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Potassium gives perovskite-based solar cells an efficiency boost

last modified Mar 27, 2018 09:50 AM

A simple potassium solution could boost the efficiency of next-generation solar cells, by enabling them to convert more sunlight into electricity.

An international team of researchers led by the University of Cambridge found that the addition of potassium iodide ‘healed’ the defects and immobilised ion movement, which to date have limited the efficiency of cheap perovskite solar cells. These next-generation solar cells could be used as an efficiency-boosting layer on top of existing silicon-based solar cells, or be made into stand-alone solar cells or coloured LEDs.

The solar cells in the study are based on metal halide perovskites – a promising group of ionic semiconductor materials that in just a few short years of development now rival commercial thin film photovoltaic technologies in terms of their efficiency in converting sunlight into electricity. Perovskites are cheap and easy to produce at low temperatures, which makes them attractive for next-generation solar cells and lighting.

Despite the potential of perovskites, some limitations have hampered their efficiency and consistency. Tiny defects in the crystalline structure of perovskites, called traps, can cause electrons to get ‘stuck’ before their energy can be harnessed. The easier that electrons can move around in a solar cell material, the more efficient that material will be at converting photons, particles of light, into electricity. Another issue is that ions can move around in the solar cell when illuminated, which can cause a change in the bandgap – the colour of light the material absorbs.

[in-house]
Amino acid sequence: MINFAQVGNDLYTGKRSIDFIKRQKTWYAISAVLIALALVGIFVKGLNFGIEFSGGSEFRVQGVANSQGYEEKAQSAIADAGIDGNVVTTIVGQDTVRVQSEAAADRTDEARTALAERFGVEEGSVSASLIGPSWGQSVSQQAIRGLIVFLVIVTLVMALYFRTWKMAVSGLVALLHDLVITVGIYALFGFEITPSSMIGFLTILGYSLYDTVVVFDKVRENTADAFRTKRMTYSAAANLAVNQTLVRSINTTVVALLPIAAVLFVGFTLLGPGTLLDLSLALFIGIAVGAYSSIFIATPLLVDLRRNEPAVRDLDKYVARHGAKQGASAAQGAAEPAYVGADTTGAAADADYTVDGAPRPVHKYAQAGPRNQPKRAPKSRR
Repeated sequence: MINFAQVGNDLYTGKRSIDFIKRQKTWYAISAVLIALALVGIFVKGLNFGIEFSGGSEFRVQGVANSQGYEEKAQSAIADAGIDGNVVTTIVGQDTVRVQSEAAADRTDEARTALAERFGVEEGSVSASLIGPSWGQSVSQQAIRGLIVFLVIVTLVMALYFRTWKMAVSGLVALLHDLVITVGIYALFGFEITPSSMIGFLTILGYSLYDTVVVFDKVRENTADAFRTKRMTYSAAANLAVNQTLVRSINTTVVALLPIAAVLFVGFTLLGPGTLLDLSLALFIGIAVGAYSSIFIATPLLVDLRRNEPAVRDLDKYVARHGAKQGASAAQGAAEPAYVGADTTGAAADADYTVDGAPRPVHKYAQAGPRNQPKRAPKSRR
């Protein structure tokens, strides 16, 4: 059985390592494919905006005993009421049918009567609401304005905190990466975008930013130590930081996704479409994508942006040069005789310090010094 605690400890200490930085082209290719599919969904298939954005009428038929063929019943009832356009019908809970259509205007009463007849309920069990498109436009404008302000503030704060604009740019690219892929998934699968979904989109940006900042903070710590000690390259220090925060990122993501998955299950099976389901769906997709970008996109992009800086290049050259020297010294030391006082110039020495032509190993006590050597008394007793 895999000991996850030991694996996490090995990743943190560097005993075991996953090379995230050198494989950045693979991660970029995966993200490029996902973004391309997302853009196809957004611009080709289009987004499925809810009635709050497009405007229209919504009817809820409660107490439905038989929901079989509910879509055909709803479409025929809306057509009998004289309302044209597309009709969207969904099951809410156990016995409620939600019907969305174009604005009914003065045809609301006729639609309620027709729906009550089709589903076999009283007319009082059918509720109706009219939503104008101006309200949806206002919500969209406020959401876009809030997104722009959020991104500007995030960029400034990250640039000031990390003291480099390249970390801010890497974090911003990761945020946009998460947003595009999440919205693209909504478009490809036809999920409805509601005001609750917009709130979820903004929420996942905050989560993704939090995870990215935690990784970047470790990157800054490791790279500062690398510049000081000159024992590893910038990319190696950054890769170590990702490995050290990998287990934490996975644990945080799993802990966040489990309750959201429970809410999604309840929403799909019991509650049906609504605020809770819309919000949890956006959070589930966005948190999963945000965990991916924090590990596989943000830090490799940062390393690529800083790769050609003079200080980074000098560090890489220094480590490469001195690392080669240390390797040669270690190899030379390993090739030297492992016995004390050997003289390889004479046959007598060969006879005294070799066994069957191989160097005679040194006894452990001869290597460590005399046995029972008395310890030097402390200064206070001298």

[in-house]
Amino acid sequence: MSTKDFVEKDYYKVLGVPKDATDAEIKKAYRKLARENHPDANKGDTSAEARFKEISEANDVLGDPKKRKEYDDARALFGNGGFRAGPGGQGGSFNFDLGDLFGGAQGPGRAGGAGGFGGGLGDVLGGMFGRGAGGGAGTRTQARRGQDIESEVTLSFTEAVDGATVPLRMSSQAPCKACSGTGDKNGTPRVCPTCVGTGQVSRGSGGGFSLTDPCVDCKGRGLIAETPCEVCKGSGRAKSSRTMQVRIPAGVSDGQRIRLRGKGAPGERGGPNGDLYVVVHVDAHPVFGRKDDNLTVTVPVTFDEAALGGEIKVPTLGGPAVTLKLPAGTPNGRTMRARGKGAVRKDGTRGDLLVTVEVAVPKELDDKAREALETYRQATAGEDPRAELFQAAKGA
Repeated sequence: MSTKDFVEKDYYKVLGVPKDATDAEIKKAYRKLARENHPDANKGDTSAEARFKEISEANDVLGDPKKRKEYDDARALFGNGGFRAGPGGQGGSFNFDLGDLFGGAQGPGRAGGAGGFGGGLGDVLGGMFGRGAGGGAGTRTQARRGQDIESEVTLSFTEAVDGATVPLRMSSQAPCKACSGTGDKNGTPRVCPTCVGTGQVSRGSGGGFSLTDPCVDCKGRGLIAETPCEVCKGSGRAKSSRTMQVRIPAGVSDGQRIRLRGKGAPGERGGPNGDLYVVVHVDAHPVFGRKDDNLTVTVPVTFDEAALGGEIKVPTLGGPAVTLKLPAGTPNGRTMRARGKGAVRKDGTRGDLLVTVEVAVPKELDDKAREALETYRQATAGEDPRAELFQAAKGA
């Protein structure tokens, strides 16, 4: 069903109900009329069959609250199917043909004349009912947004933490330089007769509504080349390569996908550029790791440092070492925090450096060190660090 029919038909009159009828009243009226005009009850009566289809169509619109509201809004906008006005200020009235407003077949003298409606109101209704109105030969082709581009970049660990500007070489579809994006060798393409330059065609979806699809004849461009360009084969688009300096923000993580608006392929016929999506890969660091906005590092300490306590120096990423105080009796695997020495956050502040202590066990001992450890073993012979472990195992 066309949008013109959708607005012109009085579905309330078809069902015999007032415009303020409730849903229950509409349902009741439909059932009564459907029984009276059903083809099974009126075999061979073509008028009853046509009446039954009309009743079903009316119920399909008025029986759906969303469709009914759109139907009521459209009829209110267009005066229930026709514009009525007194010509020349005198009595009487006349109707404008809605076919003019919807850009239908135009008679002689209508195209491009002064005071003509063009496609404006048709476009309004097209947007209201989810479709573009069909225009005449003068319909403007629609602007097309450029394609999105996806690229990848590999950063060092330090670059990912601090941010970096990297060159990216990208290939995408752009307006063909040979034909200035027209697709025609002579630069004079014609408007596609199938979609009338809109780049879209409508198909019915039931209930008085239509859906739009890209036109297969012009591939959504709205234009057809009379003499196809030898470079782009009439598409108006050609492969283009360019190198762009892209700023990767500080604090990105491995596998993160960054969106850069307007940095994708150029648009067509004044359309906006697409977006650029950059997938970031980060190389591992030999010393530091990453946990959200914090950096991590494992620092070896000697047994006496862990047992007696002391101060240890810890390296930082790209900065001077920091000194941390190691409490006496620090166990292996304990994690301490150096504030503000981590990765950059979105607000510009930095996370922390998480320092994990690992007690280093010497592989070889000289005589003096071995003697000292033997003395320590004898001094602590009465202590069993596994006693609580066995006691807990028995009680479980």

The perovskite and potassium devices have shown good stability in tests, and were 21.5% efficient at converting light into electricity, which is similar to the best perovskite-based solar cells and not far below the practical efficiency limit of silicon-based solar cells (29%).

"Perovskites are very tolerant to additives – you can add new components and they’ll perform better." Mojtaba Abdi-Jalebi 

Click here for the full article.

Click here for the Nature publication.


Image credit: Atomic scale view of perovskite crystal formation, Matt Klug